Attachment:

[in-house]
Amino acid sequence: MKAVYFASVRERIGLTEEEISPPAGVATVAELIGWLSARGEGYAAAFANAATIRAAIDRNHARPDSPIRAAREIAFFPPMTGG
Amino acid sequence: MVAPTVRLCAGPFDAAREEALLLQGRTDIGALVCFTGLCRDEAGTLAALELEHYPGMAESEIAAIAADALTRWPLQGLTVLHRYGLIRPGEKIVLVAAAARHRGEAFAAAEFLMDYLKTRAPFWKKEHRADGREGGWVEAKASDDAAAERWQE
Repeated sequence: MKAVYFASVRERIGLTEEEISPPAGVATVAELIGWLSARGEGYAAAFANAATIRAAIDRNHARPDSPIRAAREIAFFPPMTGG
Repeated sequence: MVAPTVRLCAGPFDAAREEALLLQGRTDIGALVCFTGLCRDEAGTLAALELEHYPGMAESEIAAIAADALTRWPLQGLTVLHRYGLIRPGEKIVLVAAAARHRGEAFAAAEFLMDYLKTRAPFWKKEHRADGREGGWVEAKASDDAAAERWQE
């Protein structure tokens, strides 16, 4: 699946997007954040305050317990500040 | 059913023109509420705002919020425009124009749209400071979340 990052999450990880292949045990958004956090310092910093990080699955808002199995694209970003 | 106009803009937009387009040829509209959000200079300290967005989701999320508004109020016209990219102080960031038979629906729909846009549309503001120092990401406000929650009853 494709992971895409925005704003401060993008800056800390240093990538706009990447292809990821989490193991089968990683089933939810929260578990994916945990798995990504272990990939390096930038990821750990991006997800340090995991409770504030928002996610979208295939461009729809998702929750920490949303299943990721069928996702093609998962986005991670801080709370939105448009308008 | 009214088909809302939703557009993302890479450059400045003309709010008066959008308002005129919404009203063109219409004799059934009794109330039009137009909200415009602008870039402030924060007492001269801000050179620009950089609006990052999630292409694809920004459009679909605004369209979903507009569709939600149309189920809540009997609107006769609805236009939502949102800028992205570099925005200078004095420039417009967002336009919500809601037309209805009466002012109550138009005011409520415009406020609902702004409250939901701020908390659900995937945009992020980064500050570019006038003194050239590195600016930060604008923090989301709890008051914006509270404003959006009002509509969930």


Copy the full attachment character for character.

[in-house]
Amino acid sequence: MKAVYFASVRERIGLTEEEISPPAGVATVAELIGWLSARGEGYAAAFANAATIRAAIDRNHARPDSPIRAAREIAFFPPMTGG
Amino acid sequence: MVAPTVRLCAGPFDAAREEALLLQGRTDIGALVCFTGLCRDEAGTLAALELEHYPGMAESEIAAIAADALTRWPLQGLTVLHRYGLIRPGEKIVLVAAAARHRGEAFAAAEFLMDYLKTRAPFWKKEHRADGREGGWVEAKASDDAAAERWQE
Repeated sequence: MKAVYFASVRERIGLTEEEISPPAGVATVAELIGWLSARGEGYAAAFANAATIRAAIDRNHARPDSPIRAAREIAFFPPMTGG
Repeated sequence: MVAPTVRLCAGPFDAAREEALLLQGRTDIGALVCFTGLCRDEAGTLAALELEHYPGMAESEIAAIAADALTRWPLQGLTVLHRYGLIRPGEKIVLVAAAARHRGEAFAAAEFLMDYLKTRAPFWKKEHRADGREGGWVEAKASDDAAAERWQE
């Protein structure tokens, strides 16, 4: 699946997007954040305050317990500040 | 059913023109509420705002919020425009124009749209400071979340 990052999450990880292949045990958004956090310092910093990080699955808002199995694209970003 | 106009803009937009387009040829509209959000200079300290967005989701999320508004109020016209990219102080960031038979629906729909846009549309503001120092990401406000929650009853 494709992971895409925005704003401060993008800056800390240093990538706009990447292809990821989490193991089968990683089933939810929260578990994916945990798995990504272990990939390096930038990821750990991006997800340090995991409770504030928002996610979208295939461009729809998702929750920490949303299943990721069928996702093609998962986005991670801080709370939105448009308008 | 009214088909809302939703557009993302890479450059400045003309709010008066959008308002005129919404009203063109219409004799059934009794109330039009137009909200415009602008870039402030924060007492001269801000050179620009950089609006990052999630292409694809920004459009679909605004369209979903507009569709939600149309189920809540009997609107006769609805236009939502949102800028992205570099925005200078004095420039417009967002336009919500809601037309209805009466002012109550138009005011409520415009406020609902702004409250939901701020908390659900995937945009992020980064500050570019006038003194050239590195600016930060604008923090989301709890008051914006509270404003959006009002509509969930």